There’s a new chorus of voices against skin colour discrimination in contemporary urban India
By Mrinal Verma
“Fairness in a month!”
“Fairness in 15 days!”
“Fairness in 10 days!”
The shorter the time period, the higher the number of buyers because, after all, there is only one thing that India loves more than our cricket and our Bollywood: our obsession with a fair skin. It is no surprise that Indians are obsessed with the very idea of having a lighter skin tone. A person’s worth is directly linked to the melanin in their skin. With us being Indians you’d think that we’d accept our own selves and not willingly gorge on the idea of beauty that has been created on a Eurocentric perception of the world, but stranger things have happened in this country.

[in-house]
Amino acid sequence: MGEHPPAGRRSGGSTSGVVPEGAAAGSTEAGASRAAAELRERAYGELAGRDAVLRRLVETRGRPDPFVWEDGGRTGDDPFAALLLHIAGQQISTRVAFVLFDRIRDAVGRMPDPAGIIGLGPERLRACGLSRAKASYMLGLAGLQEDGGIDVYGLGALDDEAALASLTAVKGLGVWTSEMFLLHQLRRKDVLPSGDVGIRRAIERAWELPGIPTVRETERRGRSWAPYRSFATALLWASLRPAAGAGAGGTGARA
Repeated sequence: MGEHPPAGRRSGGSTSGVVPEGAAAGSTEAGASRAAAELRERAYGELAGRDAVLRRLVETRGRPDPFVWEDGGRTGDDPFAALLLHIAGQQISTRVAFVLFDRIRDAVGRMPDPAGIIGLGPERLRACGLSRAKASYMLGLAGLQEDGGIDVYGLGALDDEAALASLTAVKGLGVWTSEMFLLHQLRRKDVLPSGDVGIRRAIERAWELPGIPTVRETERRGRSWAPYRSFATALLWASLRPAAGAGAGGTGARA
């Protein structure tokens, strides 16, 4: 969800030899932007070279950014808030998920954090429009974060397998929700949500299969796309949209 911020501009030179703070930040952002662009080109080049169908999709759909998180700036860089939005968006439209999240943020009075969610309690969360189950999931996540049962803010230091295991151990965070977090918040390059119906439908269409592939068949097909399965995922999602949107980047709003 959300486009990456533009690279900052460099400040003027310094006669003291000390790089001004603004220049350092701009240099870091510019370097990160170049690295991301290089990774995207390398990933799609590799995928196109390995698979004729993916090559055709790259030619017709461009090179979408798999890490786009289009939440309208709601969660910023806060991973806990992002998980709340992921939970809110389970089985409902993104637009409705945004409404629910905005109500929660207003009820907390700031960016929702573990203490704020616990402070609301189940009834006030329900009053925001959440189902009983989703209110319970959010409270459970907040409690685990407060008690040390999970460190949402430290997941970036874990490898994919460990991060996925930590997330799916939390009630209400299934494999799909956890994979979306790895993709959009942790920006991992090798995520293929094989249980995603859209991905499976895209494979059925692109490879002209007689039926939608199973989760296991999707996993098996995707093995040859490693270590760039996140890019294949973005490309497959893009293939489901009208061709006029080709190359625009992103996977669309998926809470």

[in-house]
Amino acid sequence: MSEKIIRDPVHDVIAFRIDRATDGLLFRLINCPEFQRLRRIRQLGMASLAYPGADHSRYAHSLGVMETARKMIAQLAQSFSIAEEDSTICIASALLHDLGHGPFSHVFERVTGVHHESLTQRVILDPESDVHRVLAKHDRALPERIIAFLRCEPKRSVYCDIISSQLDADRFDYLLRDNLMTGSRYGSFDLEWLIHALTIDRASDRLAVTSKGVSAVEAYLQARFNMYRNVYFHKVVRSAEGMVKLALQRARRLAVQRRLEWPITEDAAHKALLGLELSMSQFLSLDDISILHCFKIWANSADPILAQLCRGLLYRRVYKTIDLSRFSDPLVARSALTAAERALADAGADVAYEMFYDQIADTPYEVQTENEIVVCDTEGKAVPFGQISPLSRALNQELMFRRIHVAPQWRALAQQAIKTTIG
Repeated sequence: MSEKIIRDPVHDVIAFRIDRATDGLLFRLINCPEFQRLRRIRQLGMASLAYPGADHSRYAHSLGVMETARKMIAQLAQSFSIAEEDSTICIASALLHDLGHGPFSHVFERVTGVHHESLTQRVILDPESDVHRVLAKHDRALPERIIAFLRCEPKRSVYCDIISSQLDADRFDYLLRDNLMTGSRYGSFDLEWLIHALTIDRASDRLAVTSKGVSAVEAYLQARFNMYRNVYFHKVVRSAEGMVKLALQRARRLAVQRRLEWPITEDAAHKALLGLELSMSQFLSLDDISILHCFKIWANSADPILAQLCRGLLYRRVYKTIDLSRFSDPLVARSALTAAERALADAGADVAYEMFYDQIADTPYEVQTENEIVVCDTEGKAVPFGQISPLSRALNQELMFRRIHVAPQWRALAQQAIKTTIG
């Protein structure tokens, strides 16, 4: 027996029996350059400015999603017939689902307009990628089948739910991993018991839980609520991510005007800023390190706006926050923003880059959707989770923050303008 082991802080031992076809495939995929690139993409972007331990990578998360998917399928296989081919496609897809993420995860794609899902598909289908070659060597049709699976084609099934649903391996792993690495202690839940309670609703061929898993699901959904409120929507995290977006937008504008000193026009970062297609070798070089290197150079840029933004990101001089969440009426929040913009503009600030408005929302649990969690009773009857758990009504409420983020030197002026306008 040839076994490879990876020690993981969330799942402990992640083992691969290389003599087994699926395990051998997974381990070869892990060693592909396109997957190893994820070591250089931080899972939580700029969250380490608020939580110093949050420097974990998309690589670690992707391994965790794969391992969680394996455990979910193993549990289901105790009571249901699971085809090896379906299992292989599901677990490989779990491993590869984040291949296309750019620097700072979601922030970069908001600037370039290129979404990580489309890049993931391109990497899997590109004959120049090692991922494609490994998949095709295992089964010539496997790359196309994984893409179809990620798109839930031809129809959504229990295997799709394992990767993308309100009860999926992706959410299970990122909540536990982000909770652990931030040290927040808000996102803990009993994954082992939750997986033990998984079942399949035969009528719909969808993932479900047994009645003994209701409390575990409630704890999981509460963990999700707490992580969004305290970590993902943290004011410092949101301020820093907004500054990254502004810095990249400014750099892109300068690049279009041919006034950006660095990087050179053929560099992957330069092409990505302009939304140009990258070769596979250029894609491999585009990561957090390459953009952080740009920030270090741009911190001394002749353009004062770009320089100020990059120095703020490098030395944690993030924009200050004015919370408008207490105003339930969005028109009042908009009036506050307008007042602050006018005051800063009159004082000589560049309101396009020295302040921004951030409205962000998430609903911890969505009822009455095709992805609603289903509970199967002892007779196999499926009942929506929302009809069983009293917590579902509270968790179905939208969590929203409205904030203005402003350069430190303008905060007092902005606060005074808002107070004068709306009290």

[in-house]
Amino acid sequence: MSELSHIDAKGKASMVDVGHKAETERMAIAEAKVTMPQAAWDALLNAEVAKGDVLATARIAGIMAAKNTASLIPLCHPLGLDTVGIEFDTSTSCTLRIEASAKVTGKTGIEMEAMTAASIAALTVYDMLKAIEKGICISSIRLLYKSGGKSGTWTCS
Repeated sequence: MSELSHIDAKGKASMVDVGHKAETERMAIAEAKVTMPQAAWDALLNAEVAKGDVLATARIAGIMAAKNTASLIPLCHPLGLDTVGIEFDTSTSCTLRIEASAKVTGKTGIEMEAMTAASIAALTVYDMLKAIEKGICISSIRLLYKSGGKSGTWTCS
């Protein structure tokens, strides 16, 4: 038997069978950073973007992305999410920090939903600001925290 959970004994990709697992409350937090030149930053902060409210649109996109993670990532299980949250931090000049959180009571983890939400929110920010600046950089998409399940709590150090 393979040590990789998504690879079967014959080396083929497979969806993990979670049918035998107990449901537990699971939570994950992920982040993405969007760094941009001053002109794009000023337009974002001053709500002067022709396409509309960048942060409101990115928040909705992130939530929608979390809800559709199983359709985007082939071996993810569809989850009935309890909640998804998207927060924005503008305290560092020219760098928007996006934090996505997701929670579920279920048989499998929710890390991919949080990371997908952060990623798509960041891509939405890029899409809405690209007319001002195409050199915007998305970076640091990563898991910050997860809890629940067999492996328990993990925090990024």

From a very young age, every member of Indian society has either been congratulated for having a fair skin or handed bottles or tubes of soaps, face wash, creams, foundations, and even deodorant that claimed to fix their melanin in a short time, also promising jobs and marriage proposals and various other things that a dark-skinned person could never get. How many times have we watched our beloved Bollywood celebs having their skin tone miraculously lightened in the 15 seconds for which the ad is on air? How many times have we heard songs praising fair women, like “Chittiyaan Kalaiyaan”, “Gori Gori O Banki Chhori”, “Gore Gore Mukhde Pe Kala Kala Chashma”, “Chura Ke Dil Mera Goriya Chali”… and the list goes on. Bollywood’s obsession with fairness is nothing hidden or new. Actresses like Kajol, Priyanka Chopra, Yami Gautam, Anushka Sharma, Sonam Kapoor and many more have lent their faces to further the delusion of this preposterous belief, and our dashing Bollywood heroes aren’t lagging behind either, with Shah Rukh Khan, Shahid Kapoor, John Abraham and others selling fairness creams with promises of “getting all the ladies”.